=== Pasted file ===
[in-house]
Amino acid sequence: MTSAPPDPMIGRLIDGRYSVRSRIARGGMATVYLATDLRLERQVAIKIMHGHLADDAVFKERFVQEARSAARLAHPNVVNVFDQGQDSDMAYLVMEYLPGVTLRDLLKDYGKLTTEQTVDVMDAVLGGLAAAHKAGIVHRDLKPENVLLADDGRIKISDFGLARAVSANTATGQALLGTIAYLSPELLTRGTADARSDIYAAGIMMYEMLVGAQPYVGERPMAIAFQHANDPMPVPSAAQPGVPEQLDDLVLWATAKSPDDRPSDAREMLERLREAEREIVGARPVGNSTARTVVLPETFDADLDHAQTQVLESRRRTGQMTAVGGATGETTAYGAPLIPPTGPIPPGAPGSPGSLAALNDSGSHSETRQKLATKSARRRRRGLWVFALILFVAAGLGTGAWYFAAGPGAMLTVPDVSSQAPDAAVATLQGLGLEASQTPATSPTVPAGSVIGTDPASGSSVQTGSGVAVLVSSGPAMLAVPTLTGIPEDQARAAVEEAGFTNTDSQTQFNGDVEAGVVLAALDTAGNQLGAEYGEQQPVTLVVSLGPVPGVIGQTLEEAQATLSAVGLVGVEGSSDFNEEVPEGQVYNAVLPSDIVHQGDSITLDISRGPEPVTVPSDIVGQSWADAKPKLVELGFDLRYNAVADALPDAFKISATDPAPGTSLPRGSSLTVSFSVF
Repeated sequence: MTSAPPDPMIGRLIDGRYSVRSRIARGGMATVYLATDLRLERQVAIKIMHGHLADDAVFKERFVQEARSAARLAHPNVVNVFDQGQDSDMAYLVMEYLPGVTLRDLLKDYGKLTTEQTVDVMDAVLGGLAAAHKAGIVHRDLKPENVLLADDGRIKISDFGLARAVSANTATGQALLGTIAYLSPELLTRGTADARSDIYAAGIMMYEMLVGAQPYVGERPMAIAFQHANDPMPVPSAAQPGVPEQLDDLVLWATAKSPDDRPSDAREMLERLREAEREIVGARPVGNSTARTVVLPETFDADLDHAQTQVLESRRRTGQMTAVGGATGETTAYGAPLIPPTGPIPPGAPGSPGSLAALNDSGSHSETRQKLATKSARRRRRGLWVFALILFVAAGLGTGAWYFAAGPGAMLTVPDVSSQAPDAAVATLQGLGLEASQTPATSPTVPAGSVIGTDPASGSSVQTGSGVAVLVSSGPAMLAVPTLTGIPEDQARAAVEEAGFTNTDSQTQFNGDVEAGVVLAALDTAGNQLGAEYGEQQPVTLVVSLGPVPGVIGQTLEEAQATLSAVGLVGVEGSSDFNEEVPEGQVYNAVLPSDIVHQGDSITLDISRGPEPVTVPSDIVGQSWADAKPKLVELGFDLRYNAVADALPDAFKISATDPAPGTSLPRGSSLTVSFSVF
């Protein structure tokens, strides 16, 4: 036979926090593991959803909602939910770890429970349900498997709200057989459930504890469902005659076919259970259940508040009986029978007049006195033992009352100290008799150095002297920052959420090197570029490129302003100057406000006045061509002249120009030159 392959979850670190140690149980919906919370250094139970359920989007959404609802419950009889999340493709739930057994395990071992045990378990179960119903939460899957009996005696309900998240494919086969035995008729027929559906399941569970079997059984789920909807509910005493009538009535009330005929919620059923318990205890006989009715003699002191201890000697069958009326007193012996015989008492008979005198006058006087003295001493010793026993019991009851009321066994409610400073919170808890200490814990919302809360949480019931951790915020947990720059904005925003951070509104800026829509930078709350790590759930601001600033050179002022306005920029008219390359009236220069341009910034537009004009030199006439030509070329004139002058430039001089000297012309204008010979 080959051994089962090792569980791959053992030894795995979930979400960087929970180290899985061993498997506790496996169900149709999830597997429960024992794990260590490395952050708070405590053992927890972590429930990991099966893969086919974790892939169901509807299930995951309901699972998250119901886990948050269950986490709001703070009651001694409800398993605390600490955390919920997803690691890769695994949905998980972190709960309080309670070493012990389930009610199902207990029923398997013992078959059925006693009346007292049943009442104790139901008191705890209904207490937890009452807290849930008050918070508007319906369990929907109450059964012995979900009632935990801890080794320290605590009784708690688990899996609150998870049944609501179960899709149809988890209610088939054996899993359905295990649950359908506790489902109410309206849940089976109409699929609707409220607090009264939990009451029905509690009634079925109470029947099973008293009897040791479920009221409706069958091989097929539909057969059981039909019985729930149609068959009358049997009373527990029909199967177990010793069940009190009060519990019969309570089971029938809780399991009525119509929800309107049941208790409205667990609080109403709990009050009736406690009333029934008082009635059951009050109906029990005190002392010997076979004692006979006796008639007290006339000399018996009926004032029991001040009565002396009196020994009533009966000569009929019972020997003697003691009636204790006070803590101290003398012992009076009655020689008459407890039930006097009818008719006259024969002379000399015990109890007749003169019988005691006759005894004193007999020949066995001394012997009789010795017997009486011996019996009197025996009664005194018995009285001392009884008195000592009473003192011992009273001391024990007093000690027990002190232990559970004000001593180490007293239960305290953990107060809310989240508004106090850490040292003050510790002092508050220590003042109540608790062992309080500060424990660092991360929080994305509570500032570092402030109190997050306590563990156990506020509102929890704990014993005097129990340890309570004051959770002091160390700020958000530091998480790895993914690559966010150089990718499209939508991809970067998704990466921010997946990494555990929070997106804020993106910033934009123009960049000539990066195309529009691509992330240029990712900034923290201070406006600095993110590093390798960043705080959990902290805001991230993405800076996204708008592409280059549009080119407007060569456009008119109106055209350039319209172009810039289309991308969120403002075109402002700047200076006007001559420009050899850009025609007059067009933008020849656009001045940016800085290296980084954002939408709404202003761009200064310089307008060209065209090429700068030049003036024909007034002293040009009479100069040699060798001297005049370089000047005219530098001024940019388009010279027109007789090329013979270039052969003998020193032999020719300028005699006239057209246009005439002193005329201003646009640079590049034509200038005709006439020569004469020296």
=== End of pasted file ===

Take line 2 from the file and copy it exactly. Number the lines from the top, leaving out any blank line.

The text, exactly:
Amino acid sequence: MTSAPPDPMIGRLIDGRYSVRSRIARGGMATVYLATDLRLERQVAIKIMHGHLADDAVFKERFVQEARSAARLAHPNVVNVFDQGQDSDMAYLVMEYLPGVTLRDLLKDYGKLTTEQTVDVMDAVLGGLAAAHKAGIVHRDLKPENVLLADDGRIKISDFGLARAVSANTATGQALLGTIAYLSPELLTRGTADARSDIYAAGIMMYEMLVGAQPYVGERPMAIAFQHANDPMPVPSAAQPGVPEQLDDLVLWATAKSPDDRPSDAREMLERLREAEREIVGARPVGNSTARTVVLPETFDADLDHAQTQVLESRRRTGQMTAVGGATGETTAYGAPLIPPTGPIPPGAPGSPGSLAALNDSGSHSETRQKLATKSARRRRRGLWVFALILFVAAGLGTGAWYFAAGPGAMLTVPDVSSQAPDAAVATLQGLGLEASQTPATSPTVPAGSVIGTDPASGSSVQTGSGVAVLVSSGPAMLAVPTLTGIPEDQARAAVEEAGFTNTDSQTQFNGDVEAGVVLAALDTAGNQLGAEYGEQQPVTLVVSLGPVPGVIGQTLEEAQATLSAVGLVGVEGSSDFNEEVPEGQVYNAVLPSDIVHQGDSITLDISRGPEPVTVPSDIVGQSWADAKPKLVELGFDLRYNAVADALPDAFKISATDPAPGTSLPRGSSLTVSFSVF